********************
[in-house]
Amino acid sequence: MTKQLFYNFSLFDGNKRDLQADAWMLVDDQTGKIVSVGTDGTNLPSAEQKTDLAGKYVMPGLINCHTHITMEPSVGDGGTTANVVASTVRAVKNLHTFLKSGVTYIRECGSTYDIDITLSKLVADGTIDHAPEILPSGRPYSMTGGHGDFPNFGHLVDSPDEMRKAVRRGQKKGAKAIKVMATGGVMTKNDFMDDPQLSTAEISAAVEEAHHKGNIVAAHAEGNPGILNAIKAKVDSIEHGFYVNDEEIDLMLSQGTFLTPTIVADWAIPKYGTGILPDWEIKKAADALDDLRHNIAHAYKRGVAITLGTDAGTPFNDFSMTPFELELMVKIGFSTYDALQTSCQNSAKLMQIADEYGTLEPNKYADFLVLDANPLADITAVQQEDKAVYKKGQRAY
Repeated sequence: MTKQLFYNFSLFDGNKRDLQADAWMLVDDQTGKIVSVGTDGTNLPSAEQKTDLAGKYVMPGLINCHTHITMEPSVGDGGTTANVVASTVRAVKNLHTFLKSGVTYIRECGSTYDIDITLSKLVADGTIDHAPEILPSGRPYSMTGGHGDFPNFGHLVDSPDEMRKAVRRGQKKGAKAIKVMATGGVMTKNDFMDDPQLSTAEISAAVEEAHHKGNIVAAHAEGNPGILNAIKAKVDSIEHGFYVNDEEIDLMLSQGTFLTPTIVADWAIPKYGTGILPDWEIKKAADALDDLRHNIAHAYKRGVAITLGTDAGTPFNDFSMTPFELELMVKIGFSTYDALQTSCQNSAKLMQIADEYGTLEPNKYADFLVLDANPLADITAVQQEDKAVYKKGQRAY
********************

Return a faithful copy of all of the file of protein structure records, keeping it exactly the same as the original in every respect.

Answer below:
[in-house]
Amino acid sequence: MTKQLFYNFSLFDGNKRDLQADAWMLVDDQTGKIVSVGTDGTNLPSAEQKTDLAGKYVMPGLINCHTHITMEPSVGDGGTTANVVASTVRAVKNLHTFLKSGVTYIRECGSTYDIDITLSKLVADGTIDHAPEILPSGRPYSMTGGHGDFPNFGHLVDSPDEMRKAVRRGQKKGAKAIKVMATGGVMTKNDFMDDPQLSTAEISAAVEEAHHKGNIVAAHAEGNPGILNAIKAKVDSIEHGFYVNDEEIDLMLSQGTFLTPTIVADWAIPKYGTGILPDWEIKKAADALDDLRHNIAHAYKRGVAITLGTDAGTPFNDFSMTPFELELMVKIGFSTYDALQTSCQNSAKLMQIADEYGTLEPNKYADFLVLDANPLADITAVQQEDKAVYKKGQRAY
Repeated sequence: MTKQLFYNFSLFDGNKRDLQADAWMLVDDQTGKIVSVGTDGTNLPSAEQKTDLAGKYVMPGLINCHTHITMEPSVGDGGTTANVVASTVRAVKNLHTFLKSGVTYIRECGSTYDIDITLSKLVADGTIDHAPEILPSGRPYSMTGGHGDFPNFGHLVDSPDEMRKAVRRGQKKGAKAIKVMATGGVMTKNDFMDDPQLSTAEISAAVEEAHHKGNIVAAHAEGNPGILNAIKAKVDSIEHGFYVNDEEIDLMLSQGTFLTPTIVADWAIPKYGTGILPDWEIKKAADALDDLRHNIAHAYKRGVAITLGTDAGTPFNDFSMTPFELELMVKIGFSTYDALQTSCQNSAKLMQIADEYGTLEPNKYADFLVLDANPLADITAVQQEDKAVYKKGQRAY